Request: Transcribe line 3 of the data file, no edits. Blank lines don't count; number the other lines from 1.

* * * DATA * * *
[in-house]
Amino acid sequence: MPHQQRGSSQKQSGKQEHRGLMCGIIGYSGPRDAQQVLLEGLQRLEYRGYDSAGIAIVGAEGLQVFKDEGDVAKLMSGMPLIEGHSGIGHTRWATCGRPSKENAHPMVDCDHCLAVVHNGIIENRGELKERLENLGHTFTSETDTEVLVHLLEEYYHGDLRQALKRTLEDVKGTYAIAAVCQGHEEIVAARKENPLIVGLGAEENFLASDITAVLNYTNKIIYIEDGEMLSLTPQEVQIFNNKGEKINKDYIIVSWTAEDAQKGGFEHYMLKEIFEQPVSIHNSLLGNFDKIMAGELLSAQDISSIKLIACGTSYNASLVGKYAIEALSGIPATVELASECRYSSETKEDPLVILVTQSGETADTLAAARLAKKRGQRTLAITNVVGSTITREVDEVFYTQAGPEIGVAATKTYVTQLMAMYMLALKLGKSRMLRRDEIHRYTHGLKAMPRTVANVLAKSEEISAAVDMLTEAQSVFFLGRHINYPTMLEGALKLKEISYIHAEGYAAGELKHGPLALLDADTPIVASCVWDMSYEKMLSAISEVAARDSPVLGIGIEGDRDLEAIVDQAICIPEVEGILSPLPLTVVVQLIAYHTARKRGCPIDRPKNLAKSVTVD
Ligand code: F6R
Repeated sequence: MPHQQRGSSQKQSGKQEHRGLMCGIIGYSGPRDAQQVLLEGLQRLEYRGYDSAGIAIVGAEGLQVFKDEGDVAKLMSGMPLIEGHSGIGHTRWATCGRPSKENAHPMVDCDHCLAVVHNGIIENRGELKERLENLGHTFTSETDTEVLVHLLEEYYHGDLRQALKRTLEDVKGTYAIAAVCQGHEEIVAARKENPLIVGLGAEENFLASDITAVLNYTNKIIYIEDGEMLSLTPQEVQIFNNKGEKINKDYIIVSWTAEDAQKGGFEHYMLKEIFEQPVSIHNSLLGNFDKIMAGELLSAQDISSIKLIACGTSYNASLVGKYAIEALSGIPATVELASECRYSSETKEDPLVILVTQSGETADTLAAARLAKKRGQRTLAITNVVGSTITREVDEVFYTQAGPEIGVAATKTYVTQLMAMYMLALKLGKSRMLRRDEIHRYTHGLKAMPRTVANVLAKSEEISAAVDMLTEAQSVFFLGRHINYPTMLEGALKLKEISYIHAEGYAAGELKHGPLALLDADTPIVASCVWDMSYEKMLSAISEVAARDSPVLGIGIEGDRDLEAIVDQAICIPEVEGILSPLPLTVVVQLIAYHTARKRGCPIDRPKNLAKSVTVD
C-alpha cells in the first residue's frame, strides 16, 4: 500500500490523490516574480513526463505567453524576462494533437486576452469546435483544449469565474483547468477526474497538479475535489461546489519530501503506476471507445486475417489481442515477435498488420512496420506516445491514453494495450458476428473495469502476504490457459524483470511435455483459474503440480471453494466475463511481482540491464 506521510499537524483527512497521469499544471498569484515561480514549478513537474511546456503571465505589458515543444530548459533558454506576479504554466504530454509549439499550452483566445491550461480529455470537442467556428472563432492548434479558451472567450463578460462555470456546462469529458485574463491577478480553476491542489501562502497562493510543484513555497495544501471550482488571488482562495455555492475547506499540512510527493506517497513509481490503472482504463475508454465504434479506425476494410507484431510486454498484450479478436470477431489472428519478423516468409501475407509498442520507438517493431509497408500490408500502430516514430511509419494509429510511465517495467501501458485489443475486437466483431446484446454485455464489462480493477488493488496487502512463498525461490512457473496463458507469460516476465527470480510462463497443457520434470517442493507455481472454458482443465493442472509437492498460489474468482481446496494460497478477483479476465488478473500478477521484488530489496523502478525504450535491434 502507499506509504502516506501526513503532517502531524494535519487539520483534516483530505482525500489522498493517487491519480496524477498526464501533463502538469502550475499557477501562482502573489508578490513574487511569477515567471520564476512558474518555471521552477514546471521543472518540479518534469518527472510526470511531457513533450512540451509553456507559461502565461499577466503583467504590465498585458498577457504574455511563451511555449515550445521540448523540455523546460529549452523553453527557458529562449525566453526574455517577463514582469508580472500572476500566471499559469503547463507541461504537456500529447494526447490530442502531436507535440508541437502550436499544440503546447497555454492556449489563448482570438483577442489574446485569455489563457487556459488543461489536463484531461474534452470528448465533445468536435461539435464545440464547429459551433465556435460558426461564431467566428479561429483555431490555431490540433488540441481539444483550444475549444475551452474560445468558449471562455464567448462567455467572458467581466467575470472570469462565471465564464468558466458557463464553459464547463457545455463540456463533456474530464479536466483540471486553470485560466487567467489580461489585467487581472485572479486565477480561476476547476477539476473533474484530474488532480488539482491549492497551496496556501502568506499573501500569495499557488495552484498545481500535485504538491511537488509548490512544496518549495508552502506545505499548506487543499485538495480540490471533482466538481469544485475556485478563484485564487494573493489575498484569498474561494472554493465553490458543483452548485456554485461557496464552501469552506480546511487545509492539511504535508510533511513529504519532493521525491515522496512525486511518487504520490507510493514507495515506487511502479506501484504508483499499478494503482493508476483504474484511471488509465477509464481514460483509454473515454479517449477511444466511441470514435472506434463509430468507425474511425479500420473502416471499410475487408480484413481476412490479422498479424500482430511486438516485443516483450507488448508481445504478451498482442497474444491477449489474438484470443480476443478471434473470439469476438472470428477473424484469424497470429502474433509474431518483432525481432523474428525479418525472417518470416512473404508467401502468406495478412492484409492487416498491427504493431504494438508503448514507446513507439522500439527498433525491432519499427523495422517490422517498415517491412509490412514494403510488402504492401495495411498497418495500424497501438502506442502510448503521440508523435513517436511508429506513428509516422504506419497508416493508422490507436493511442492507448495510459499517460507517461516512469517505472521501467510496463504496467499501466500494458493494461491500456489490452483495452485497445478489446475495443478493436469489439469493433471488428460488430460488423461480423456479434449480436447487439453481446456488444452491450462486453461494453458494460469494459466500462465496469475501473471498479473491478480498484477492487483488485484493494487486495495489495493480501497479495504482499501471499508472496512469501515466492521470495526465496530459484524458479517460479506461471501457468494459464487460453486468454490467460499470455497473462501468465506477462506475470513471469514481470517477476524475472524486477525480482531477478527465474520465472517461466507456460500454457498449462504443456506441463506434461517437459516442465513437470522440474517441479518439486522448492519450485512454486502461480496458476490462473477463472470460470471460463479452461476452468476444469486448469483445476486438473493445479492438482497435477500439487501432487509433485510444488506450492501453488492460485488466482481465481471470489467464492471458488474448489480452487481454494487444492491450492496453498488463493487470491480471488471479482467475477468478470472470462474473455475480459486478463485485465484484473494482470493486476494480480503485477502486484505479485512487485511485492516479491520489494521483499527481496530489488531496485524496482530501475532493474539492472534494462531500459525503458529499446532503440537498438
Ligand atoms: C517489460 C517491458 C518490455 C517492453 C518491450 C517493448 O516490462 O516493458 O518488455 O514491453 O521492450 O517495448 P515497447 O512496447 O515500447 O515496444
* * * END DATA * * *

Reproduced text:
Ligand code: F6R